Anecdotal Evidence .

Thursday, December 22, 2016

Is Islamic terrorism Islamic?

For those of us better acquainted with Christianity than Islam, an easier way to address that question may be to ask another, similar question: Is Christian terrorism Christian?

Here, recall bombings of clinics that offer abortions, murders of physicians who perform abortions, threatening of women who seek abortion counseling, all done under an umbrella of Christian righteousness.

The question is, should we label these kinds of actions “Christian terrorism”? Are they Christian actions? I do not know any better way to answer that question than to ask Jesus himself how he feels about such actions.

I have a “red lettered” edition of the Gospels (a red lettered edition being one in which the reportedly spoken words of Jesus are printed in red). I looked there to find quotations in which Jesus calls upon his followers to perform acts of violence either generally or specifically (like bombings of clinics, killing of physicians, and threatening women in desperate situations). I am not a biblical scholar, and so perhaps I missed the most apt references; but I did find three that seem to me to be relevant:

(1) At Luke 9, the disciples ask Jesus if they should call down fire from heaven to burn to the ground a village that chose not to receive him. How did Jesus respond? He rebuked his disciples. I take that to be a rejection of violence. (Can you imagine being rebuked by Jesus? Ouch! I’ll bet they went all aquiver, insisting, “Teacher, it wasn’t our idea. The devil made us say it!”)

(2) At John 18, Peter draws his sword to defend Jesus, which surely seems a defensible action. But here again, Jesus rejects the violence. He instructs Peter, almost bluntly it seems to me, to put his sword away.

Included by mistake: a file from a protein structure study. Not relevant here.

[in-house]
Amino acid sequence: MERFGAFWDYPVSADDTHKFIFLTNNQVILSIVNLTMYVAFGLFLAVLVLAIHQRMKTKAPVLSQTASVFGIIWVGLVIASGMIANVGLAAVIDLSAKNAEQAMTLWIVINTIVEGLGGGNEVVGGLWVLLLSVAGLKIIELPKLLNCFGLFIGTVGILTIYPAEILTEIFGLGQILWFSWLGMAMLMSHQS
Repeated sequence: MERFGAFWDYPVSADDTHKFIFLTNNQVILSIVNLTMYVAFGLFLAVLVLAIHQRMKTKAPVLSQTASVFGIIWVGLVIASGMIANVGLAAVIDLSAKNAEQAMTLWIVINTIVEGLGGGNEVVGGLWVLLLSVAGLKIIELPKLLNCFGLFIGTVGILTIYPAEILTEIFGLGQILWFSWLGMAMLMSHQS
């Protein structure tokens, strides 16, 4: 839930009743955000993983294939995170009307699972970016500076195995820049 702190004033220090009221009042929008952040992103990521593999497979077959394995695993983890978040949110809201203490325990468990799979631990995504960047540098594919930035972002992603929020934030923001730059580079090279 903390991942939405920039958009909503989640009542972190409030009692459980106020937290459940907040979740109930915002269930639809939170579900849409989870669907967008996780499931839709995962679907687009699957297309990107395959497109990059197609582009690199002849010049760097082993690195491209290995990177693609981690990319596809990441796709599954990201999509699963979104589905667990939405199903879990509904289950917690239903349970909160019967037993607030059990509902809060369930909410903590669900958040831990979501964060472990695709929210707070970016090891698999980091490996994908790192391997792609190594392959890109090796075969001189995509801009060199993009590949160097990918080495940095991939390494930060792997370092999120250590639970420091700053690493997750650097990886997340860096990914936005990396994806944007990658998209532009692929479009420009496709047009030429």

(3) At John 8, a woman “caught in adultery” is brought before him. Under the Law of Moses, we are told, she is subject to stoning. When asked about it, Jesus responds, “Let him who is without sin among you be the first to throw a stone at her.” Not an outright rejection of violence, to be sure, but certainly not an endorsement. (It almost sounds like sarcasm, but that may be a cross-cultural stumble on my part.) Anyway, apparently none of those present met his standard: “… they went away, one by one …”

From these incidents, it seems clear that Jesus does not call upon us to be violent, and neither does he authorize us to perform violence in his name. From that, I conclude he would not approve our labelling the bombing of clinics as “Christian terrorism” or our justifying such acts as done in his name.

Now, terrorists may call themselves “Christians” if they like, but that doesn’t make them — or their actions — Christian. Surely, to be a Christian, it is not enough just to say, “I am a Christian.” Here consider John 13:15, ”For I have given you an example, that you also should do as I have done to you.” I expect that before we dare publicly call ourselves Christian, or our actions Christian, we should be doing a lot of that. The expression “Walk this way” comes to mind.

Further, I expect the same is true of Islam: simply saying “I am a Muslim” does not make one — or one’s actions — Islamic. Thus, I conclude that “Islamic terrorism” is, like “Christian terrorism,” a misnomer, possibly even a rebukable misnomer. Such acts are simply what they appear to be: senseless violence performed by angry, violent people.